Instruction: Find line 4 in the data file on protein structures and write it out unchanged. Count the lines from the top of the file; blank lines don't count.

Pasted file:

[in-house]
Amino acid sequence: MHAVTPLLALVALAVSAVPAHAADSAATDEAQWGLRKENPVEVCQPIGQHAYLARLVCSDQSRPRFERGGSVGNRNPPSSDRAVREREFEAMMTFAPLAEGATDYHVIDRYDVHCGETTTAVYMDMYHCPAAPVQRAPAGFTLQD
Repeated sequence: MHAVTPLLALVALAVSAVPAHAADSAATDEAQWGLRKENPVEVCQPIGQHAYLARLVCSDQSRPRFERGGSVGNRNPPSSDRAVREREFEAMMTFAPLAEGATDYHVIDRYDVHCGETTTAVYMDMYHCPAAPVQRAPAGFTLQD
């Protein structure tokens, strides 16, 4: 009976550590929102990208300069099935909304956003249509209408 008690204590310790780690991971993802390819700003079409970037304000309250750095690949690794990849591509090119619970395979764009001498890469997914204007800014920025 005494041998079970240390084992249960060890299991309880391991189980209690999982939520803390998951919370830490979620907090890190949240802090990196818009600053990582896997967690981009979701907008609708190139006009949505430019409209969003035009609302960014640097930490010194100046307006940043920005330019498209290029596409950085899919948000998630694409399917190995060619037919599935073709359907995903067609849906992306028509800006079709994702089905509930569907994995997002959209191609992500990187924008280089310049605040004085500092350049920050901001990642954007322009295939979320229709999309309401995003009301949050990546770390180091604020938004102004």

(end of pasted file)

């Protein structure tokens, strides 16, 4: 009976550590929102990208300069099935909304956003249509209408 008690204590310790780690991971993802390819700003079409970037304000309250750095690949690794990849591509090119619970395979764009001498890469997914204007800014920025 005494041998079970240390084992249960060890299991309880391991189980209690999982939520803390998951919370830490979620907090890190949240802090990196818009600053990582896997967690981009979701907008609708190139006009949505430019409209969003035009609302960014640097930490010194100046307006940043920005330019498209290029596409950085899919948000998630694409399917190995060619037919599935073709359907995903067609849906992306028509800006079709994702089905509930569907994995997002959209191609992500990187924008280089310049605040004085500092350049920050901001990642954007322009295939979320229709999309309401995003009301949050990546770390180091604020938004102004």